Facing the Perilous Query Letter

I hate writing query letters.  I don’t know what it is about query letters that make me cringe.  Maybe its because I’ve already written the book, and the idea of telling people about it in one page seems overwhelming.  Or it could be that I know how wonderful I am and believe that others should know it too.  Whatever the reason, I write horrible query letters; I can admit it.

I just finished writing/ editing/ editing/ cursing at/ editing my latest novel, and I think it’s about as polished as it’s going to get.  I considered editing it a little more, just so that I could put off writing the query letter, but I decided to be brave.

I’ve looked at a lot of websites that talk about query letters, and they usually leave me more confused and muddled than when I started.  But fear not!  The single best website for query letter advise is Query Shark.  Query Shark is an agent who allows people to submit query letters to her so that she can rip them to shreds in an open forum to help both the writer and the rest of us.  I’ve done my best to read all the archives (and take notes), and I hope I’ve learned quite a bit.  My query letter is sitting, written, on Word.  I’m going to let it sit this week and revise again next week before submitting it to agents.

Wish me luck.

Editing, Making Lists, and Other Writerly Stuff

Under normal circumstances, I whine and complain when I have to hand write anything.  Even signing my name is a major chore for me.  In the day of electronic payments for just about everything, I don’t even have to write checks.  If, for some odd reason, I leave my husband a note about something, he’s lucky if he can read it.

The equation changes when we’re talking about editing or brainstorming for stories.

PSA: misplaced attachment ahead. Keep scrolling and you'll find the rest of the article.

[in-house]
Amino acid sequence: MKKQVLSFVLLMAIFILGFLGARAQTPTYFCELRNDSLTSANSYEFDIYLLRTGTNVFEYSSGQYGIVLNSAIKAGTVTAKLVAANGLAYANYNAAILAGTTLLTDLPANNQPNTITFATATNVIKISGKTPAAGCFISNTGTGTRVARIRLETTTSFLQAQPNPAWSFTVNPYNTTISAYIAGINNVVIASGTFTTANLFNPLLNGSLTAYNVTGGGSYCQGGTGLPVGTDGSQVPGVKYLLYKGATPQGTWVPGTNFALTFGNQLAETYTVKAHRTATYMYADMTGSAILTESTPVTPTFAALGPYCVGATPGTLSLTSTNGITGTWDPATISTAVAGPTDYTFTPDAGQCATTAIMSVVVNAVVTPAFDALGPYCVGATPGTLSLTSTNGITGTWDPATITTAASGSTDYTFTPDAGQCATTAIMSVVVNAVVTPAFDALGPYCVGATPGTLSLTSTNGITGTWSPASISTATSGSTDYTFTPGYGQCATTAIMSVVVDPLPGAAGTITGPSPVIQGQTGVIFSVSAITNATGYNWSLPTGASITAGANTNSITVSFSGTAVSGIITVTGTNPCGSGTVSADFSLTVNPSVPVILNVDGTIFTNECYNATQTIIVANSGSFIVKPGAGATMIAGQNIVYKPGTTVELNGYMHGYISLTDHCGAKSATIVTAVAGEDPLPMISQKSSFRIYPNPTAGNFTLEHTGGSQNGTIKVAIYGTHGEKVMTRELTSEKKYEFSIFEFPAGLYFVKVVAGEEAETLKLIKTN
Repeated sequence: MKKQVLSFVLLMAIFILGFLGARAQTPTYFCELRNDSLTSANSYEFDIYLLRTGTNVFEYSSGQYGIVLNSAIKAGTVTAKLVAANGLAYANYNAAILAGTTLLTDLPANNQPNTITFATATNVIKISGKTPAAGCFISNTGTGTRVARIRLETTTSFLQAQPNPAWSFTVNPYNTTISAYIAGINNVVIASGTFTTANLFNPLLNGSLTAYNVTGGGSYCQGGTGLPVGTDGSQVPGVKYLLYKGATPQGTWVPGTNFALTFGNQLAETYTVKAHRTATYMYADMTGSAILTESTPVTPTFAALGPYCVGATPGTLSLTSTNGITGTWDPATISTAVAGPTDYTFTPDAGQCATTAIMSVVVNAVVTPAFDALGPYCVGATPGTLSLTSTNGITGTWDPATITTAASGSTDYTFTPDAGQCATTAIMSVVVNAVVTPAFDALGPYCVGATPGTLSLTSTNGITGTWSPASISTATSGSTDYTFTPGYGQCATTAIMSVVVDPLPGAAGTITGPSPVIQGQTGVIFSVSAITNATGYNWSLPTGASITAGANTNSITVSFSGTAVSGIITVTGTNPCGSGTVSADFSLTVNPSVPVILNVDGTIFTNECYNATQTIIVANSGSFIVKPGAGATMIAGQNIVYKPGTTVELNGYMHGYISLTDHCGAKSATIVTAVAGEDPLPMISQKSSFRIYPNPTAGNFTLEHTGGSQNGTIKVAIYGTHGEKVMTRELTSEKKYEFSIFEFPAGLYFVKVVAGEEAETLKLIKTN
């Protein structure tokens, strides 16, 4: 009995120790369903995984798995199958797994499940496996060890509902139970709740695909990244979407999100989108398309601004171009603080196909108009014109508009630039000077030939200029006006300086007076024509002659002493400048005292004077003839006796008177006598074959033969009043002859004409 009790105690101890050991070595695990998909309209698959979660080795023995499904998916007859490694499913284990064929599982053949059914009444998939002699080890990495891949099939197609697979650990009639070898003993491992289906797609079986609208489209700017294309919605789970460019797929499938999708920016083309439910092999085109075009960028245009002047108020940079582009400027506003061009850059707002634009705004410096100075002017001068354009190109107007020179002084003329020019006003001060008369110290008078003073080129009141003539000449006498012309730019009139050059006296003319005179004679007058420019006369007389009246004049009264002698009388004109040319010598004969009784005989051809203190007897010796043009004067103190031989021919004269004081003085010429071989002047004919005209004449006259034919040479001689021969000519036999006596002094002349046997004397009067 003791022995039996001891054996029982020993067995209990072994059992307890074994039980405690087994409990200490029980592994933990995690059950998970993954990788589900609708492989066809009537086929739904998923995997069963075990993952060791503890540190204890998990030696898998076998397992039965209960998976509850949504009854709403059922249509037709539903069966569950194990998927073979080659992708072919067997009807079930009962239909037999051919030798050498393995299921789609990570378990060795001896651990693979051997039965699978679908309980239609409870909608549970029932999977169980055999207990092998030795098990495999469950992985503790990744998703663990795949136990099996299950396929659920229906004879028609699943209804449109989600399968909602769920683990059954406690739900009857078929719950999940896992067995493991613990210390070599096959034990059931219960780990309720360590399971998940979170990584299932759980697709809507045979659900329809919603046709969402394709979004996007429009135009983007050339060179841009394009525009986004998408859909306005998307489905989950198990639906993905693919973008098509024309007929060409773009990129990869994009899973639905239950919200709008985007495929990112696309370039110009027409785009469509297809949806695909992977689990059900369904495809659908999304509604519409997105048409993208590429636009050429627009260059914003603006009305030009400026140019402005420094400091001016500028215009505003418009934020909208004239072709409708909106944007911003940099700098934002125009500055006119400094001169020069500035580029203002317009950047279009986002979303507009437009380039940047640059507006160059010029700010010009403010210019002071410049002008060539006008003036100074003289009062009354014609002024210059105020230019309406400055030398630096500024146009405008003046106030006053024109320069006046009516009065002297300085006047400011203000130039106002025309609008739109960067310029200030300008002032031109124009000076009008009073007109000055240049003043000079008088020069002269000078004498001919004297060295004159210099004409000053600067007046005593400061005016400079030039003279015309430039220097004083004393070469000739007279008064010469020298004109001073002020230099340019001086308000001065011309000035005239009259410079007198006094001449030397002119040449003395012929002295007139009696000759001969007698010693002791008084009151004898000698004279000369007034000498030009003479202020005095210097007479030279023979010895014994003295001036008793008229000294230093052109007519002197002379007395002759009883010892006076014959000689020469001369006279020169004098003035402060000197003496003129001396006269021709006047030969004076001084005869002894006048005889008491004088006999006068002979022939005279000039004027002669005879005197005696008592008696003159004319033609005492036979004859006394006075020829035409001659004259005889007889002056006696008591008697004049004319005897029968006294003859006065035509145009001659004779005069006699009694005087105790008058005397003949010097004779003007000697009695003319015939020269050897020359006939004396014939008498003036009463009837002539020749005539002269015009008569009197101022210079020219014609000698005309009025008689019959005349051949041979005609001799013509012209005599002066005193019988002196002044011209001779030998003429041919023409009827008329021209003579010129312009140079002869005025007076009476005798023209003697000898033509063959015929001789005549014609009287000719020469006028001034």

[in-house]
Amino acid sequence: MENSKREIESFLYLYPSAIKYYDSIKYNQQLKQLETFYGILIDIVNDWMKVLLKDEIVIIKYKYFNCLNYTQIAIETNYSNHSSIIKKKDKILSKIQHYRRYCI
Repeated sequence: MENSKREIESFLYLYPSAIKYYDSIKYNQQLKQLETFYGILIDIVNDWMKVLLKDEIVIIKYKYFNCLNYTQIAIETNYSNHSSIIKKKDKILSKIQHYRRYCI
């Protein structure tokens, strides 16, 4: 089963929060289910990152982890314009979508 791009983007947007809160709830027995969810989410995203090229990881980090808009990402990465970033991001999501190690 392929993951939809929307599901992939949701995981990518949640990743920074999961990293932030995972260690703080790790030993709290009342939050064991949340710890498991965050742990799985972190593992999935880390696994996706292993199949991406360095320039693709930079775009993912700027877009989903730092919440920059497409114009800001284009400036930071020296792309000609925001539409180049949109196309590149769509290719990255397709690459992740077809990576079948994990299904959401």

Normally, I can “think” better with a keyboard under my fingers, but when it comes to editing or brainstorming, I must have a pen in hand.  I’m very environmentally conscious, so I’ve tried and tried to edit work on the computer.  I just can’t do it.  I’m so much more efficient and so much better at it when I print it and go at it with a pen.  When I write character notes, lists, or brainstorm, same goes.  There’s just something about a pen in my fingers that makes it easier for me to think and to write.  Now, if I had to hand write the actual document, I know I couldn’t do that.

I’m constantly editing my stories, as I do believe that great stories aren’t written, they’re re-written.  Here’s a link with 20 quick and dirty tips for editing.  What I like about it is that it’s short, sweet, and hits the high points.

How do you edit?  Any special way you like to do it?  A certain pen?  Specific music?

Editing, Editing, More Editing

I often feel as if the process of editing is never going to be done.  Just when I think that a story is about as good as it gets, I get some feedback that maybe this isn’t right, or that isn’t right, but not how to fix it.  Of course, nothing in life comes easy.  Everything is a process, and the more you work and fix and tweak, the better something is and the better it will be next time too.

It would be nice to have my own dedicated editor, helping me fix things and pointing me in the right direction.  Since I don’t have that, I’ll have to research and read until I get it right, just like my long and frustrating process with query letters.

Here’s my advice for the editing process.  Keep at it.  Take frequent breaks.  Drink iced beverages.  Get out of the house into a new environment (yelp is a great way to find a local coffee shop).  For those of you who’d like some instruction on the actual, you know, editing process, I’ve included a few good links.  Good luck, and happy writing!

http://www.eclectics.com/articles/selfediting.html

http://www.anthologiesonline.com/editing%20fiction.htm

http://marg09.wordpress.com/2009/12/05/ten-editing-tips-for-your-fiction-mss/